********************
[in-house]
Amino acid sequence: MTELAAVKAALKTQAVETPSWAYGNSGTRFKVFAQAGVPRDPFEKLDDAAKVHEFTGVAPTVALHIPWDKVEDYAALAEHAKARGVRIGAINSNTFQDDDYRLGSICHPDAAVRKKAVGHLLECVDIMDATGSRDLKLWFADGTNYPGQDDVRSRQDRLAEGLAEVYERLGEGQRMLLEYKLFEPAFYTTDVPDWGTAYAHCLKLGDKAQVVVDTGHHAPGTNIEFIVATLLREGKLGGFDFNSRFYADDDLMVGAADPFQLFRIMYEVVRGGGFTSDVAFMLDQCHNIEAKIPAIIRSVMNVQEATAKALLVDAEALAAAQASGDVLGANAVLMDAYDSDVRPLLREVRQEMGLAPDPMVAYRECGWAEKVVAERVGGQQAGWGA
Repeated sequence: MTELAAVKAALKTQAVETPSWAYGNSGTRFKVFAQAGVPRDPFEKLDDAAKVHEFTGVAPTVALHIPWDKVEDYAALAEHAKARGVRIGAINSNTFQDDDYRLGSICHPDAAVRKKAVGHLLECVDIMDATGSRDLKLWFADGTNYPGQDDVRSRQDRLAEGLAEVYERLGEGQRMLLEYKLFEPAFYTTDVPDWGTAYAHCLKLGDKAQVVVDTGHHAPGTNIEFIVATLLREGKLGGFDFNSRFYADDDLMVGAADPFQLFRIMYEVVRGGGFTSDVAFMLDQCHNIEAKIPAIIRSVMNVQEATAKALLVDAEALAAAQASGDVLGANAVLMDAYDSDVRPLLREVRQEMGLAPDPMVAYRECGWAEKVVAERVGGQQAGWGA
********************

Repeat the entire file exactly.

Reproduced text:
[in-house]
Amino acid sequence: MTELAAVKAALKTQAVETPSWAYGNSGTRFKVFAQAGVPRDPFEKLDDAAKVHEFTGVAPTVALHIPWDKVEDYAALAEHAKARGVRIGAINSNTFQDDDYRLGSICHPDAAVRKKAVGHLLECVDIMDATGSRDLKLWFADGTNYPGQDDVRSRQDRLAEGLAEVYERLGEGQRMLLEYKLFEPAFYTTDVPDWGTAYAHCLKLGDKAQVVVDTGHHAPGTNIEFIVATLLREGKLGGFDFNSRFYADDDLMVGAADPFQLFRIMYEVVRGGGFTSDVAFMLDQCHNIEAKIPAIIRSVMNVQEATAKALLVDAEALAAAQASGDVLGANAVLMDAYDSDVRPLLREVRQEMGLAPDPMVAYRECGWAEKVVAERVGGQQAGWGA
Repeated sequence: MTELAAVKAALKTQAVETPSWAYGNSGTRFKVFAQAGVPRDPFEKLDDAAKVHEFTGVAPTVALHIPWDKVEDYAALAEHAKARGVRIGAINSNTFQDDDYRLGSICHPDAAVRKKAVGHLLECVDIMDATGSRDLKLWFADGTNYPGQDDVRSRQDRLAEGLAEVYERLGEGQRMLLEYKLFEPAFYTTDVPDWGTAYAHCLKLGDKAQVVVDTGHHAPGTNIEFIVATLLREGKLGGFDFNSRFYADDDLMVGAADPFQLFRIMYEVVRGGGFTSDVAFMLDQCHNIEAKIPAIIRSVMNVQEATAKALLVDAEALAAAQASGDVLGANAVLMDAYDSDVRPLLREVRQEMGLAPDPMVAYRECGWAEKVVAERVGGQQAGWGA